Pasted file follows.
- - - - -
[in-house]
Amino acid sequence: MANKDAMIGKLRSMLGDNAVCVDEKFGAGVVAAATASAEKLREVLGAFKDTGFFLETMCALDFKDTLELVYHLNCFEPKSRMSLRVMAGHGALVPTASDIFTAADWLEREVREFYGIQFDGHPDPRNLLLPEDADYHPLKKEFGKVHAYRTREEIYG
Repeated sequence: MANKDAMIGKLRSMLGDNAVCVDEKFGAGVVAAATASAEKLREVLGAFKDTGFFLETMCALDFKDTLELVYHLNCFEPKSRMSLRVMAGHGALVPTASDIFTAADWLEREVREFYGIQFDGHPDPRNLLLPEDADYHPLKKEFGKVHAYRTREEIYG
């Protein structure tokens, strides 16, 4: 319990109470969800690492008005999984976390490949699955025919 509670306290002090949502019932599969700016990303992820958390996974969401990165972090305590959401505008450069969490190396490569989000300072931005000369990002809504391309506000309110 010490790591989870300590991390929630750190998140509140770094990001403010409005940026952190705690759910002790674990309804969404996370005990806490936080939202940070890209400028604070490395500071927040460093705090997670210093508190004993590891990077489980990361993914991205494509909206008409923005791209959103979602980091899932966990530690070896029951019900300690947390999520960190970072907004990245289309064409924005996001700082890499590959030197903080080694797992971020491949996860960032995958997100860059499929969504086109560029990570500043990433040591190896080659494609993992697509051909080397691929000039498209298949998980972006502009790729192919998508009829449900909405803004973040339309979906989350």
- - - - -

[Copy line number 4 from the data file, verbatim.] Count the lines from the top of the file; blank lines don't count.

């Protein structure tokens, strides 16, 4: 319990109470969800690492008005999984976390490949699955025919 509670306290002090949502019932599969700016990303992820958390996974969401990165972090305590959401505008450069969490190396490569989000300072931005000369990002809504391309506000309110 010490790591989870300590991390929630750190998140509140770094990001403010409005940026952190705690759910002790674990309804969404996370005990806490936080939202940070890209400028604070490395500071927040460093705090997670210093508190004993590891990077489980990361993914991205494509909206008409923005791209959103979602980091899932966990530690070896029951019900300690947390999520960190970072907004990245289309064409924005996001700082890499590959030197903080080694797992971020491949996860960032995958997100860059499929969504086109560029990570500043990433040591190896080659494609993992697509051909080397691929000039498209298949998980972006502009790729192919998508009829449900909405803004973040339309979906989350």